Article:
There is no such thing as “business as usual” in America these days. The recent temporary closing of 8,000 branches of Starbucks to conduct a training session in racial sensitivity is a sign of a new approach to doing business, but it may not be enough.
In April, a video of two black men being arrested by police officers in a Philadelphia Starbucks went viral after they were denied use of the toilet without making a purchase. It sparked such outrage on social media that the coffee giant’s reputation metric dropped to its lowest in 10 years, according to a YouGov BrandIndex score.
Accusations of racism and discrimination in the workplace could put a company’s growth and very existence at risk. On the personal level, even careers may be jeopardized. The comedian Roseanne Barr sparked a media storm over her racist tweet against a black adviser to former President Obama. ABC found nothing funny about it and decided to cancel her successful US television series.
In an increasingly interconnected world, anything that was once considered merely local news may now explode into a global issue, mainly through social media. We could be witnessing the tipping point for corporations and society as a whole to take steps toward a more solid and harmonious future.
Such changes will require an ongoing educational process and training. There is no need to wait for the next viral racism incident in order to make the decision that every business in the US should train its employees to treat every customer with respect, regardless of the person’s appearance, origin, or skin color. It is necessary to pass a law so those companies who refuse to comply with this requirement will face the prospect of losing their business licenses.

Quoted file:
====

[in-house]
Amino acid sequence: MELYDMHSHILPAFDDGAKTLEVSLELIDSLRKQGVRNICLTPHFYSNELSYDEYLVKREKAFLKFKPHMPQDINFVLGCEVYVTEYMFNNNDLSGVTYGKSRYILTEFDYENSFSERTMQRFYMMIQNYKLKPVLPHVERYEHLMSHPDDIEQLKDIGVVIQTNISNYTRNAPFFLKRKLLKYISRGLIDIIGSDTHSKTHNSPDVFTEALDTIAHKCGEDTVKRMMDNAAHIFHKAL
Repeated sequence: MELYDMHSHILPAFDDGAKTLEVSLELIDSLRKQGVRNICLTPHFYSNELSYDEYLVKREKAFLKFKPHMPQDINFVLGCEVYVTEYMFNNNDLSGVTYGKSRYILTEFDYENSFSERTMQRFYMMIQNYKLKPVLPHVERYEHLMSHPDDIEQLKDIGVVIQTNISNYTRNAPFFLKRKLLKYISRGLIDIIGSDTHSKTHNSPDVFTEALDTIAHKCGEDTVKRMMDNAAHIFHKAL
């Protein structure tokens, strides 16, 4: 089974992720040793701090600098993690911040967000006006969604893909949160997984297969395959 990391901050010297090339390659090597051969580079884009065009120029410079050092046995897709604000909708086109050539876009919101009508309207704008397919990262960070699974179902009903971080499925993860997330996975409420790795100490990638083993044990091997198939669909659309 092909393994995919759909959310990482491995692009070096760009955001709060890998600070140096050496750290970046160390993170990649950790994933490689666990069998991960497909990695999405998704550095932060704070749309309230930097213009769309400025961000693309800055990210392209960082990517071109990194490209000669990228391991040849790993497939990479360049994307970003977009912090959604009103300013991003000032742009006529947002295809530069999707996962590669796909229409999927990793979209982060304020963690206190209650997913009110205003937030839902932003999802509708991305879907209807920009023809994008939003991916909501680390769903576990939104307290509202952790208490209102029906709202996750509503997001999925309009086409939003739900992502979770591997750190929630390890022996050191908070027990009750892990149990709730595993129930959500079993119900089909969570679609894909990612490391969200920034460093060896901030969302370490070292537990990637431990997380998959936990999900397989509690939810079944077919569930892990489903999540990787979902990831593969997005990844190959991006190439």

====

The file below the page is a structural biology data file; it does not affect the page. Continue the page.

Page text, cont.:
On the macro level, when it comes to our relations in society, there is another gradual process that must be carried out. American society and all human society needs to develop a true sense of unity, beyond slogans of togetherness.
The racial rift will not disappear on its own. We have to recognize the root cause of the problem. People are the result of their upbringing and environmental influences with profound differences that cannot be ignored. This is why it is necessary to build social relationships that will absorb all the gaps and contradictions.
By trying to build authentic connection over and above the differences between us, out of a desire for harmonious relationships and interactions like we see in nature, we evoke a positive force inherent in nature and also reach balance with it. Just like that. This special force is the means that makes it possible to change negative attitudes, to create closer connections, and to rebuild the bonds that have been broken between us until we feel as if we are one person with one heart.
Therefore, closing a business for one day to conduct racial sensitivity training is definitely a good start, but our deep divisions require ongoing efforts if we want to build a sustainable society for the long run. A basic training for solidarity is needed in all schools, universities, public institutions, and companies to create the strong social fabric necessary to overcome future challenges and create a more positive coexistence.